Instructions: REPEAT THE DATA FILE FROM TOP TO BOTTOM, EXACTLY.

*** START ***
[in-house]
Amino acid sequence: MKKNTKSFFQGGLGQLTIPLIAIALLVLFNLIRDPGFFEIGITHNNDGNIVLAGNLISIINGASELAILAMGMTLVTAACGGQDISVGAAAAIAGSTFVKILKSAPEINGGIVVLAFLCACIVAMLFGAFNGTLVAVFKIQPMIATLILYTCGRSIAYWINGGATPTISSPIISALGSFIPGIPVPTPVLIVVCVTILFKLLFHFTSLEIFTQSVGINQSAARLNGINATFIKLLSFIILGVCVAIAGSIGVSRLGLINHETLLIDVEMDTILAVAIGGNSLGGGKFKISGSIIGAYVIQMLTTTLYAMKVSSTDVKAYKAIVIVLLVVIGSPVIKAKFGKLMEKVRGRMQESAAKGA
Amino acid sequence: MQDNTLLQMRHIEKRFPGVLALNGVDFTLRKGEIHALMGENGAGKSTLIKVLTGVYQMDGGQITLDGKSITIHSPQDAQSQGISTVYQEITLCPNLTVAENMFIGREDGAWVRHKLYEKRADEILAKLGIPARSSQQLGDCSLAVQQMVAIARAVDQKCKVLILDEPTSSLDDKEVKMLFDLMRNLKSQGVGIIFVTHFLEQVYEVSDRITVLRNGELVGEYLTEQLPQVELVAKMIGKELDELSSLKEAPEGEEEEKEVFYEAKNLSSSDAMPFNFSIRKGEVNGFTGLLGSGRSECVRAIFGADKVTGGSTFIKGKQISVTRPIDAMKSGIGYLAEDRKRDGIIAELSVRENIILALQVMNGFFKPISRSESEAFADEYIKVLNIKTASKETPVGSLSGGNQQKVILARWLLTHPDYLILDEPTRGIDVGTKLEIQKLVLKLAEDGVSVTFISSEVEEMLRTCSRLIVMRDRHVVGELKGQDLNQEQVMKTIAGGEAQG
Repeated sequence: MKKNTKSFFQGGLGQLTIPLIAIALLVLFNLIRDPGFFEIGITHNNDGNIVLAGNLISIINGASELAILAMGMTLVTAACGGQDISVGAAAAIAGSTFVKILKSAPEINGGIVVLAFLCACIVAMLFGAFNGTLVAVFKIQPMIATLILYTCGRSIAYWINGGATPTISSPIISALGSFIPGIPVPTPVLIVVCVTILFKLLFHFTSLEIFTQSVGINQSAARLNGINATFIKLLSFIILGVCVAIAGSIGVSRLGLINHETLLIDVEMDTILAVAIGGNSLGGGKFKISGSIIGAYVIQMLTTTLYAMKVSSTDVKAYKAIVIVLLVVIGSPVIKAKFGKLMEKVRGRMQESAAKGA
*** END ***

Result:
[in-house]
Amino acid sequence: MKKNTKSFFQGGLGQLTIPLIAIALLVLFNLIRDPGFFEIGITHNNDGNIVLAGNLISIINGASELAILAMGMTLVTAACGGQDISVGAAAAIAGSTFVKILKSAPEINGGIVVLAFLCACIVAMLFGAFNGTLVAVFKIQPMIATLILYTCGRSIAYWINGGATPTISSPIISALGSFIPGIPVPTPVLIVVCVTILFKLLFHFTSLEIFTQSVGINQSAARLNGINATFIKLLSFIILGVCVAIAGSIGVSRLGLINHETLLIDVEMDTILAVAIGGNSLGGGKFKISGSIIGAYVIQMLTTTLYAMKVSSTDVKAYKAIVIVLLVVIGSPVIKAKFGKLMEKVRGRMQESAAKGA
Amino acid sequence: MQDNTLLQMRHIEKRFPGVLALNGVDFTLRKGEIHALMGENGAGKSTLIKVLTGVYQMDGGQITLDGKSITIHSPQDAQSQGISTVYQEITLCPNLTVAENMFIGREDGAWVRHKLYEKRADEILAKLGIPARSSQQLGDCSLAVQQMVAIARAVDQKCKVLILDEPTSSLDDKEVKMLFDLMRNLKSQGVGIIFVTHFLEQVYEVSDRITVLRNGELVGEYLTEQLPQVELVAKMIGKELDELSSLKEAPEGEEEEKEVFYEAKNLSSSDAMPFNFSIRKGEVNGFTGLLGSGRSECVRAIFGADKVTGGSTFIKGKQISVTRPIDAMKSGIGYLAEDRKRDGIIAELSVRENIILALQVMNGFFKPISRSESEAFADEYIKVLNIKTASKETPVGSLSGGNQQKVILARWLLTHPDYLILDEPTRGIDVGTKLEIQKLVLKLAEDGVSVTFISSEVEEMLRTCSRLIVMRDRHVVGELKGQDLNQEQVMKTIAGGEAQG
Repeated sequence: MKKNTKSFFQGGLGQLTIPLIAIALLVLFNLIRDPGFFEIGITHNNDGNIVLAGNLISIINGASELAILAMGMTLVTAACGGQDISVGAAAAIAGSTFVKILKSAPEINGGIVVLAFLCACIVAMLFGAFNGTLVAVFKIQPMIATLILYTCGRSIAYWINGGATPTISSPIISALGSFIPGIPVPTPVLIVVCVTILFKLLFHFTSLEIFTQSVGINQSAARLNGINATFIKLLSFIILGVCVAIAGSIGVSRLGLINHETLLIDVEMDTILAVAIGGNSLGGGKFKISGSIIGAYVIQMLTTTLYAMKVSSTDVKAYKAIVIVLLVVIGSPVIKAKFGKLMEKVRGRMQESAAKGA